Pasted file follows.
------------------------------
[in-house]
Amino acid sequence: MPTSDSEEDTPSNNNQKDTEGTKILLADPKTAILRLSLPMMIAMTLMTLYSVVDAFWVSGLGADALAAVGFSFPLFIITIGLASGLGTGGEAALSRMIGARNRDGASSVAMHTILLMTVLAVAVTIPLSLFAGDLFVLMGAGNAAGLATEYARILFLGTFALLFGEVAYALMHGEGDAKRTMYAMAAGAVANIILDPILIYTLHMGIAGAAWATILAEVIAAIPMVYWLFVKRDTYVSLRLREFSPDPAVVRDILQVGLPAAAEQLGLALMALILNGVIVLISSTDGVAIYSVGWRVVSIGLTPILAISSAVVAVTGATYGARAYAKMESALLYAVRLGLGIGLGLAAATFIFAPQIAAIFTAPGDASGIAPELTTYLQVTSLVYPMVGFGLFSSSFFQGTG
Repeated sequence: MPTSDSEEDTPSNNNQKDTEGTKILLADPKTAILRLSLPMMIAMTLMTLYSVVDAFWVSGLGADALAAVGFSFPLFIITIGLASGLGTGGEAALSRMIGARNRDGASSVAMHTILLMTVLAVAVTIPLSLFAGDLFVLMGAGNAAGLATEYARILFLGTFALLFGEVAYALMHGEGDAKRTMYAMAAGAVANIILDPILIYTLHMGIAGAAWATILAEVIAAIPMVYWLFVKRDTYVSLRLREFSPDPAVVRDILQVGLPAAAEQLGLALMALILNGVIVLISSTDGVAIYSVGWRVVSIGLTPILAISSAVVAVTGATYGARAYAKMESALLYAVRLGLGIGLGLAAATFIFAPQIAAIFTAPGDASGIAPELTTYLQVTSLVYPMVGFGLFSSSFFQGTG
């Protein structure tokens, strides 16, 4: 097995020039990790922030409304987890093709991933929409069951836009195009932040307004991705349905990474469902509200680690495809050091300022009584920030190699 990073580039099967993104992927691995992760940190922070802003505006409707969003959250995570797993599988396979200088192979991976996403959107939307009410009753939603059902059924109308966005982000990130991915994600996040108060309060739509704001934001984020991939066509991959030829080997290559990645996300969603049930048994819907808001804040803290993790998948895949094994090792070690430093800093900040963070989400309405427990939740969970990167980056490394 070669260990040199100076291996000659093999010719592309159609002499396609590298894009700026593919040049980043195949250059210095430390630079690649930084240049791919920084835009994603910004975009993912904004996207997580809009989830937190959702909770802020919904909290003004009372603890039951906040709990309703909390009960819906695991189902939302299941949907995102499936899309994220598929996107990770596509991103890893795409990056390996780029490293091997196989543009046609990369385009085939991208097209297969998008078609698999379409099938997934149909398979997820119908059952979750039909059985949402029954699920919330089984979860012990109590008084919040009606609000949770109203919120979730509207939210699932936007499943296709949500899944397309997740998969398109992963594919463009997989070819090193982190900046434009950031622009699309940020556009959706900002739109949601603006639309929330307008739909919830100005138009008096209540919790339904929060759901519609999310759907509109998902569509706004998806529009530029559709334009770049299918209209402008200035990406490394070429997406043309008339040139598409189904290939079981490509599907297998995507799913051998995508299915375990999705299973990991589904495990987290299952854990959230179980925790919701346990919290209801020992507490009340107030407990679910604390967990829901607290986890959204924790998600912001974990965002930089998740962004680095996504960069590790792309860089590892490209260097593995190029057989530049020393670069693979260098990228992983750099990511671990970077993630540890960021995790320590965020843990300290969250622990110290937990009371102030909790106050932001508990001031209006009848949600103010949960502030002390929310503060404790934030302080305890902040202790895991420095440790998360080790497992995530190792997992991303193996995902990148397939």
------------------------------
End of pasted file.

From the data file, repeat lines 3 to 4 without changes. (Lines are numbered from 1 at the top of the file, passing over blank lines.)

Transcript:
Repeated sequence: MPTSDSEEDTPSNNNQKDTEGTKILLADPKTAILRLSLPMMIAMTLMTLYSVVDAFWVSGLGADALAAVGFSFPLFIITIGLASGLGTGGEAALSRMIGARNRDGASSVAMHTILLMTVLAVAVTIPLSLFAGDLFVLMGAGNAAGLATEYARILFLGTFALLFGEVAYALMHGEGDAKRTMYAMAAGAVANIILDPILIYTLHMGIAGAAWATILAEVIAAIPMVYWLFVKRDTYVSLRLREFSPDPAVVRDILQVGLPAAAEQLGLALMALILNGVIVLISSTDGVAIYSVGWRVVSIGLTPILAISSAVVAVTGATYGARAYAKMESALLYAVRLGLGIGLGLAAATFIFAPQIAAIFTAPGDASGIAPELTTYLQVTSLVYPMVGFGLFSSSFFQGTG
């Protein structure tokens, strides 16, 4: 097995020039990790922030409304987890093709991933929409069951836009195009932040307004991705349905990474469902509200680690495809050091300022009584920030190699 990073580039099967993104992927691995992760940190922070802003505006409707969003959250995570797993599988396979200088192979991976996403959107939307009410009753939603059902059924109308966005982000990130991915994600996040108060309060739509704001934001984020991939066509991959030829080997290559990645996300969603049930048994819907808001804040803290993790998948895949094994090792070690430093800093900040963070989400309405427990939740969970990167980056490394 070669260990040199100076291996000659093999010719592309159609002499396609590298894009700026593919040049980043195949250059210095430390630079690649930084240049791919920084835009994603910004975009993912904004996207997580809009989830937190959702909770802020919904909290003004009372603890039951906040709990309703909390009960819906695991189902939302299941949907995102499936899309994220598929996107990770596509991103890893795409990056390996780029490293091997196989543009046609990369385009085939991208097209297969998008078609698999379409099938997934149909398979997820119908059952979750039909059985949402029954699920919330089984979860012990109590008084919040009606609000949770109203919120979730509207939210699932936007499943296709949500899944397309997740998969398109992963594919463009997989070819090193982190900046434009950031622009699309940020556009959706900002739109949601603006639309929330307008739909919830100005138009008096209540919790339904929060759901519609999310759907509109998902569509706004998806529009530029559709334009770049299918209209402008200035990406490394070429997406043309008339040139598409189904290939079981490509599907297998995507799913051998995508299915375990999705299973990991589904495990987290299952854990959230179980925790919701346990919290209801020992507490009340107030407990679910604390967990829901607290986890959204924790998600912001974990965002930089998740962004680095996504960069590790792309860089590892490209260097593995190029057989530049020393670069693979260098990228992983750099990511671990970077993630540890960021995790320590965020843990300290969250622990110290937990009371102030909790106050932001508990001031209006009848949600103010949960502030002390929310503060404790934030302080305890902040202790895991420095440790998360080790497992995530190792997992991303193996995902990148397939």